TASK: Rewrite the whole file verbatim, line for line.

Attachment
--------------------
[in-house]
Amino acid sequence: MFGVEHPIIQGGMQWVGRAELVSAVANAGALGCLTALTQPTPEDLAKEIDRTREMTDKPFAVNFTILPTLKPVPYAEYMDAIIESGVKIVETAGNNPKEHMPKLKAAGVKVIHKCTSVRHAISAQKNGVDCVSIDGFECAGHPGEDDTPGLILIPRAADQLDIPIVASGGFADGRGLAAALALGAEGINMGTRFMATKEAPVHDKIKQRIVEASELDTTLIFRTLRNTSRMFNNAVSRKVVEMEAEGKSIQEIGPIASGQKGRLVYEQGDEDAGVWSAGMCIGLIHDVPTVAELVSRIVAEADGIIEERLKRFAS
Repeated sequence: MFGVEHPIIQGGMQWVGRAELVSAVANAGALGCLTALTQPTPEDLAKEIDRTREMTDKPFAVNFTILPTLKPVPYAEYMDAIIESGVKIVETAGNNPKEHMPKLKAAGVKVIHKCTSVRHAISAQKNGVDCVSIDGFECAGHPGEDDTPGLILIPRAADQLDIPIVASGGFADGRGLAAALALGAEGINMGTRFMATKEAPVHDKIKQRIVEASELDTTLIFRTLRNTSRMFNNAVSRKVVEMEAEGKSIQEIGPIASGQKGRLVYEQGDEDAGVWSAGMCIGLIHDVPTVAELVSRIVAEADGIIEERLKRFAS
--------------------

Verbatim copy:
[in-house]
Amino acid sequence: MFGVEHPIIQGGMQWVGRAELVSAVANAGALGCLTALTQPTPEDLAKEIDRTREMTDKPFAVNFTILPTLKPVPYAEYMDAIIESGVKIVETAGNNPKEHMPKLKAAGVKVIHKCTSVRHAISAQKNGVDCVSIDGFECAGHPGEDDTPGLILIPRAADQLDIPIVASGGFADGRGLAAALALGAEGINMGTRFMATKEAPVHDKIKQRIVEASELDTTLIFRTLRNTSRMFNNAVSRKVVEMEAEGKSIQEIGPIASGQKGRLVYEQGDEDAGVWSAGMCIGLIHDVPTVAELVSRIVAEADGIIEERLKRFAS
Repeated sequence: MFGVEHPIIQGGMQWVGRAELVSAVANAGALGCLTALTQPTPEDLAKEIDRTREMTDKPFAVNFTILPTLKPVPYAEYMDAIIESGVKIVETAGNNPKEHMPKLKAAGVKVIHKCTSVRHAISAQKNGVDCVSIDGFECAGHPGEDDTPGLILIPRAADQLDIPIVASGGFADGRGLAAALALGAEGINMGTRFMATKEAPVHDKIKQRIVEASELDTTLIFRTLRNTSRMFNNAVSRKVVEMEAEGKSIQEIGPIASGQKGRLVYEQGDEDAGVWSAGMCIGLIHDVPTVAELVSRIVAEADGIIEERLKRFAS